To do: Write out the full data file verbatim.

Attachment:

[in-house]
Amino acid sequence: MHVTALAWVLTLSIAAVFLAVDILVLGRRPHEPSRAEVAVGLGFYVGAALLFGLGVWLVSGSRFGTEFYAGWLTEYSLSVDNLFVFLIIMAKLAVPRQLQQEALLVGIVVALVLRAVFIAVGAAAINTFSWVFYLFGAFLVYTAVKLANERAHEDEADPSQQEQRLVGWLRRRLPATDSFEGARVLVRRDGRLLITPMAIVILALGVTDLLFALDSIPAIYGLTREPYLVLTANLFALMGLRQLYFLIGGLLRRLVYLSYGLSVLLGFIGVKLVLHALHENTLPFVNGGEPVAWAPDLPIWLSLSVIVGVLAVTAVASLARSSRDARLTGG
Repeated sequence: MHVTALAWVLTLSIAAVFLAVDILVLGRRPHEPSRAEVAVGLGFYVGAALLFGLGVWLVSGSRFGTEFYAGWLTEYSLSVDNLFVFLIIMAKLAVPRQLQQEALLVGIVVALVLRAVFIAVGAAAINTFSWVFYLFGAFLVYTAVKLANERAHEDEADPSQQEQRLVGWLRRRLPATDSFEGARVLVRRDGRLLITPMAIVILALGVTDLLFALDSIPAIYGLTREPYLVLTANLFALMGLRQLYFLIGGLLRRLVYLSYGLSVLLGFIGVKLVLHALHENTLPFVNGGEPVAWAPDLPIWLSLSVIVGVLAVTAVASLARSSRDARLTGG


[in-house]
Amino acid sequence: MHVTALAWVLTLSIAAVFLAVDILVLGRRPHEPSRAEVAVGLGFYVGAALLFGLGVWLVSGSRFGTEFYAGWLTEYSLSVDNLFVFLIIMAKLAVPRQLQQEALLVGIVVALVLRAVFIAVGAAAINTFSWVFYLFGAFLVYTAVKLANERAHEDEADPSQQEQRLVGWLRRRLPATDSFEGARVLVRRDGRLLITPMAIVILALGVTDLLFALDSIPAIYGLTREPYLVLTANLFALMGLRQLYFLIGGLLRRLVYLSYGLSVLLGFIGVKLVLHALHENTLPFVNGGEPVAWAPDLPIWLSLSVIVGVLAVTAVASLARSSRDARLTGG
Repeated sequence: MHVTALAWVLTLSIAAVFLAVDILVLGRRPHEPSRAEVAVGLGFYVGAALLFGLGVWLVSGSRFGTEFYAGWLTEYSLSVDNLFVFLIIMAKLAVPRQLQQEALLVGIVVALVLRAVFIAVGAAAINTFSWVFYLFGAFLVYTAVKLANERAHEDEADPSQQEQRLVGWLRRRLPATDSFEGARVLVRRDGRLLITPMAIVILALGVTDLLFALDSIPAIYGLTREPYLVLTANLFALMGLRQLYFLIGGLLRRLVYLSYGLSVLLGFIGVKLVLHALHENTLPFVNGGEPVAWAPDLPIWLSLSVIVGVLAVTAVASLARSSRDARLTGG